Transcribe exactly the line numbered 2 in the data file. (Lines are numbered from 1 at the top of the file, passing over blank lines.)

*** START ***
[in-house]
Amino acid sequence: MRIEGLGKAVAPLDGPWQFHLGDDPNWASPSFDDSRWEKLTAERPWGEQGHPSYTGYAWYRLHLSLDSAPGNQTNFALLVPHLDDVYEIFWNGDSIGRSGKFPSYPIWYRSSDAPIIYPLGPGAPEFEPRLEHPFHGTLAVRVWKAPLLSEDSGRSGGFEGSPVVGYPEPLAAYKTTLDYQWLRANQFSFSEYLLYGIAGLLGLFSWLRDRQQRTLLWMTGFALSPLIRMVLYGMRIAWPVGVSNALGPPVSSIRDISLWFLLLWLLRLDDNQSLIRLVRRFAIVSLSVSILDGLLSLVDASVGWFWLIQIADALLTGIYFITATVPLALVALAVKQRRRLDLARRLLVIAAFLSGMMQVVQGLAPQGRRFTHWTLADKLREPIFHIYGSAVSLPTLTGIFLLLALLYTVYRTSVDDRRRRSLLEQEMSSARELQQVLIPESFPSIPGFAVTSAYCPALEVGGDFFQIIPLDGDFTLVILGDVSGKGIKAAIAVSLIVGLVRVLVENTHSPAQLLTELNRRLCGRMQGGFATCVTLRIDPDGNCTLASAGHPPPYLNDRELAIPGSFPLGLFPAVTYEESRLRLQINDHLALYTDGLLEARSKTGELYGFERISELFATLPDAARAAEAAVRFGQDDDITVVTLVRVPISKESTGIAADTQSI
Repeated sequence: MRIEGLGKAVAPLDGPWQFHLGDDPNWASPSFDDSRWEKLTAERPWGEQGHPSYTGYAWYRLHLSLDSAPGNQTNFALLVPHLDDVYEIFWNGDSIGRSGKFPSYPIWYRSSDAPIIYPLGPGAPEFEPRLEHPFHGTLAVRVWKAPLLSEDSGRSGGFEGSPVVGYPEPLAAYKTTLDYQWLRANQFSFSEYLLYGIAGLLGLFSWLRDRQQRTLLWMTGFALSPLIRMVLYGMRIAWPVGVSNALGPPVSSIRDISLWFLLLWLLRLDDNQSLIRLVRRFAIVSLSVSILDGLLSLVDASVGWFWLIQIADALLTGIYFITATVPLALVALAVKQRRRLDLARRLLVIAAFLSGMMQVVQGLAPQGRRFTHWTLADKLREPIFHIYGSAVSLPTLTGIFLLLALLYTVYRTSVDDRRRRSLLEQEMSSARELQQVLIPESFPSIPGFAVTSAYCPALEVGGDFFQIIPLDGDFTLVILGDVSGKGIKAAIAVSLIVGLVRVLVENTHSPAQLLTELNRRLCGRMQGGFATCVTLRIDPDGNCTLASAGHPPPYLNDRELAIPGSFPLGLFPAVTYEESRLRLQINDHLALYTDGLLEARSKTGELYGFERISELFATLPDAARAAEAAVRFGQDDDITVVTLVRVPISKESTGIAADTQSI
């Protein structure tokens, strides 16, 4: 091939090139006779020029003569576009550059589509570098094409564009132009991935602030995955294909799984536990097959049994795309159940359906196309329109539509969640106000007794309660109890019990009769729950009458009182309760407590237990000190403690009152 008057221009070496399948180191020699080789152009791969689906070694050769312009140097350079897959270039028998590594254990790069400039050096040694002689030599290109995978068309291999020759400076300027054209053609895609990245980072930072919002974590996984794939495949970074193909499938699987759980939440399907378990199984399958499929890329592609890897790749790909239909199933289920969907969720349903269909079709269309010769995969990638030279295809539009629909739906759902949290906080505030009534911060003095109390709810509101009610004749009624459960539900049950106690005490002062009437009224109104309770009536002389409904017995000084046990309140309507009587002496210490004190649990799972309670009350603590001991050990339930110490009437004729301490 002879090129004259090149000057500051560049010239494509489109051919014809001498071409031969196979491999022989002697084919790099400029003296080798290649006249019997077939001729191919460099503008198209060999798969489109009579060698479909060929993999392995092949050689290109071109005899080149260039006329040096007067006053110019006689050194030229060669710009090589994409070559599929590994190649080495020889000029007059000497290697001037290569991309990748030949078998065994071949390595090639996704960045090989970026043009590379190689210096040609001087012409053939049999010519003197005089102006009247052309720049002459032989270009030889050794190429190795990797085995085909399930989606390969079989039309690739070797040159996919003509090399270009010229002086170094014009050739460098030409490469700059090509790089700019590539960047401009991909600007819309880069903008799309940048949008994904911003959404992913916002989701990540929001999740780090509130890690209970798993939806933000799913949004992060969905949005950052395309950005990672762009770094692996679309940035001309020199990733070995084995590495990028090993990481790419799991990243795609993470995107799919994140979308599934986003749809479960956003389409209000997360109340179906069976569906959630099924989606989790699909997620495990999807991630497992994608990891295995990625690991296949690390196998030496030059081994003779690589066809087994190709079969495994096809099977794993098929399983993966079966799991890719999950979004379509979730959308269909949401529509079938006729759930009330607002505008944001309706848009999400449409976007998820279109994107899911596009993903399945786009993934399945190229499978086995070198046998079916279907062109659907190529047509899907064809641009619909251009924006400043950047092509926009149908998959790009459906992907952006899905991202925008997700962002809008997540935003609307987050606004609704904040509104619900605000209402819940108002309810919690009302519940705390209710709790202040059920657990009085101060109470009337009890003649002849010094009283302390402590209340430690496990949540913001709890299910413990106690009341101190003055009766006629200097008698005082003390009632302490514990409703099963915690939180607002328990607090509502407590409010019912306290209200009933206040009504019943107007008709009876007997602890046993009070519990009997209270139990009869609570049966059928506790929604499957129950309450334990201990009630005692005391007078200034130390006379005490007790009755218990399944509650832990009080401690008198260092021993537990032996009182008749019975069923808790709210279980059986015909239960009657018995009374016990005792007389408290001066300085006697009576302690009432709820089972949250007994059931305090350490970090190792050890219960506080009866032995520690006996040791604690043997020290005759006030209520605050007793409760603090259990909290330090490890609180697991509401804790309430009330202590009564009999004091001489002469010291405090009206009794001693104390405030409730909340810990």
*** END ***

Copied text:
Amino acid sequence: MRIEGLGKAVAPLDGPWQFHLGDDPNWASPSFDDSRWEKLTAERPWGEQGHPSYTGYAWYRLHLSLDSAPGNQTNFALLVPHLDDVYEIFWNGDSIGRSGKFPSYPIWYRSSDAPIIYPLGPGAPEFEPRLEHPFHGTLAVRVWKAPLLSEDSGRSGGFEGSPVVGYPEPLAAYKTTLDYQWLRANQFSFSEYLLYGIAGLLGLFSWLRDRQQRTLLWMTGFALSPLIRMVLYGMRIAWPVGVSNALGPPVSSIRDISLWFLLLWLLRLDDNQSLIRLVRRFAIVSLSVSILDGLLSLVDASVGWFWLIQIADALLTGIYFITATVPLALVALAVKQRRRLDLARRLLVIAAFLSGMMQVVQGLAPQGRRFTHWTLADKLREPIFHIYGSAVSLPTLTGIFLLLALLYTVYRTSVDDRRRRSLLEQEMSSARELQQVLIPESFPSIPGFAVTSAYCPALEVGGDFFQIIPLDGDFTLVILGDVSGKGIKAAIAVSLIVGLVRVLVENTHSPAQLLTELNRRLCGRMQGGFATCVTLRIDPDGNCTLASAGHPPPYLNDRELAIPGSFPLGLFPAVTYEESRLRLQINDHLALYTDGLLEARSKTGELYGFERISELFATLPDAARAAEAAVRFGQDDDITVVTLVRVPISKESTGIAADTQSI